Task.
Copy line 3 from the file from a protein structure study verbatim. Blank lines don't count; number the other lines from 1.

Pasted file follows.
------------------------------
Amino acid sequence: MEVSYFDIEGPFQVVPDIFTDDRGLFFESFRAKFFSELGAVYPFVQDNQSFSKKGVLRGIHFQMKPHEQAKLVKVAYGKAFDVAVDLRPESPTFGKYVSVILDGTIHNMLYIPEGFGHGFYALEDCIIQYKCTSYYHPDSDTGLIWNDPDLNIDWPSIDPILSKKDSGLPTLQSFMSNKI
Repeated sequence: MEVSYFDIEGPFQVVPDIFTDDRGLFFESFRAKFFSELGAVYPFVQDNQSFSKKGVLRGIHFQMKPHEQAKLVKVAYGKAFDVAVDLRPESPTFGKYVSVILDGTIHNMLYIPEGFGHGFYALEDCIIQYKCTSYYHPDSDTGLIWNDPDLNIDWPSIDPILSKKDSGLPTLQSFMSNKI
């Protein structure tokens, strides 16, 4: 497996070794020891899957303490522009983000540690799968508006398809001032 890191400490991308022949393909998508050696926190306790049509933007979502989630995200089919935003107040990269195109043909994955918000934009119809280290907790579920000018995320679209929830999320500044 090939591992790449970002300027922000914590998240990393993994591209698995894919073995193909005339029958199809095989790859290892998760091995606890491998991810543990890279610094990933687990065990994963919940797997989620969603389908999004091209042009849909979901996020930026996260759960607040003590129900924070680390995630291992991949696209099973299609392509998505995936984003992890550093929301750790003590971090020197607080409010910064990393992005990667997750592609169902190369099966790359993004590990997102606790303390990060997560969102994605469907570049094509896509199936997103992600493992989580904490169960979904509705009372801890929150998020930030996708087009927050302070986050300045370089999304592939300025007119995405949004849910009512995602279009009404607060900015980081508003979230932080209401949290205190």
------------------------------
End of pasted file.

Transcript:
């Protein structure tokens, strides 16, 4: 497996070794020891899957303490522009983000540690799968508006398809001032 890191400490991308022949393909998508050696926190306790049509933007979502989630995200089919935003107040990269195109043909994955918000934009119809280290907790579920000018995320679209929830999320500044 090939591992790449970002300027922000914590998240990393993994591209698995894919073995193909005339029958199809095989790859290892998760091995606890491998991810543990890279610094990933687990065990994963919940797997989620969603389908999004091209042009849909979901996020930026996260759960607040003590129900924070680390995630291992991949696209099973299609392509998505995936984003992890550093929301750790003590971090020197607080409010910064990393992005990667997750592609169902190369099966790359993004590990997102606790303390990060997560969102994605469907570049094509896509199936997103992600493992989580904490169960979904509705009372801890929150998020930030996708087009927050302070986050300045370089999304592939300025007119995405949004849910009512995602279009009404607060900015980081508003979230932080209401949290205190």